City College of San Francisco, staring into oblivion after being told last month it will lose its accreditation in a year, saw a glimmer of hope yesterday when the commission that whacked them was told by the U.S. Department of Education that its own accreditation was in jeopardy.
A six-page letter from the department outlined four areas where the Accrediting Commission for Community and Junior Colleges (ACCJC) violated federal regulations and warned that its own accreditation would be revoked if the problems were not addressed. The department conducted the review after receiving a 300-page complaint from the California Federation of Teachers and other groups complaining about how the commission treated the college.
Specifically, the education department said the commission violated four regulations. The commission did not have enough teachers on its evaluation team; it had a conflict-of-interest because the commission president’s husband was on the evaluation team; the commission did not give the school a clear, detailed report on its failings; and the school was apparently allowed to be out of compliance for years before being punished.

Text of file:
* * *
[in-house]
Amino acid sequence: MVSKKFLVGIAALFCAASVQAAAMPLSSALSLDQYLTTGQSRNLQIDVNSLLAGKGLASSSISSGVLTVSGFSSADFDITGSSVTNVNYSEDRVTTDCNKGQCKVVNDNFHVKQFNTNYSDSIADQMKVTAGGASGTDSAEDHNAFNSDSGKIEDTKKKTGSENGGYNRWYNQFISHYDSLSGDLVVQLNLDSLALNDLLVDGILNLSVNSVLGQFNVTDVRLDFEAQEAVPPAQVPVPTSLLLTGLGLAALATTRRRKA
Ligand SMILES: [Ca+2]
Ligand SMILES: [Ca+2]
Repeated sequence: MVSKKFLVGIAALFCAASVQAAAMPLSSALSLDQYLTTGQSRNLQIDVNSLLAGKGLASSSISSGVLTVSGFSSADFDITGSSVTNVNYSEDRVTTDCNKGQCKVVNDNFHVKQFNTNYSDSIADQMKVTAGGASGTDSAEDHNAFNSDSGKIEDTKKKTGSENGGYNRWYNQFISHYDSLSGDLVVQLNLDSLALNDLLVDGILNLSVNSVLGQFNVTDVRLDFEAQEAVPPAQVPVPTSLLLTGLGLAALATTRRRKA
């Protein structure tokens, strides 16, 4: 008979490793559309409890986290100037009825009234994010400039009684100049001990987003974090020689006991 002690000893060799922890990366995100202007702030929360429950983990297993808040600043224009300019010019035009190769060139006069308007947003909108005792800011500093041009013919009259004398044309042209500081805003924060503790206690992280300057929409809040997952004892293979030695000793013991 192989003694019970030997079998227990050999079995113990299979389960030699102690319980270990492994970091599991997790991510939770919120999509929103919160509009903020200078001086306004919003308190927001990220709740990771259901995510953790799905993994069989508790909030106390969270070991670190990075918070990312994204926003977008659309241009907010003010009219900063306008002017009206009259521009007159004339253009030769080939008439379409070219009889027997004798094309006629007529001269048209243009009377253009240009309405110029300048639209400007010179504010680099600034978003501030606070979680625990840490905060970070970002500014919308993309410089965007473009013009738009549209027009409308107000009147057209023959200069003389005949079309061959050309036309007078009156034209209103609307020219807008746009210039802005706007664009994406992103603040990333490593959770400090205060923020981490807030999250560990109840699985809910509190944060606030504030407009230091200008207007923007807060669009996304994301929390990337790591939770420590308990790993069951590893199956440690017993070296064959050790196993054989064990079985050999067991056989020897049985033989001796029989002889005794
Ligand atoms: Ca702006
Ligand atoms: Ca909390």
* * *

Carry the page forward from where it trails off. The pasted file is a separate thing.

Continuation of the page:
The teachers union said the letter meant that the commission would have to reverse its decision but the commission said it would simply comply with the recommendations and that would be the end of it.
At stake in the interpretation of the commission’s letter is the continued existence of California’s largest community college. The decision by ACCJC to pull City College’s accreditation puts at risk the continued education of 85,000+ students.
The commission has been threatening the school with sanctions since at least 2006, and last year gave it an ultimatum: fix 14 specific deficiencies or face the death penalty. In a press release (pdf), the commission said the college fully responded to just two of the problems and corrected very little.
A 66-page report issued by the commission last year cited a “veil of distrust among the governance groups” at the college and a “failure to react to ongoing reduced funding” among its complaints. More specifically, the report recommended the school add more classified staff and administrators, more efficiently operate and maintain existing facilities, secure its technology infrastructure, manage its finances better to avoid “excessive” short-term borrowing, improve assessments of student learning and achievement,.and do a better job of reporting its financial information.
The criticism came after the school had already closed two campuses, laid off more than 40 counselors and support staff, and cut faculty salaries 7%.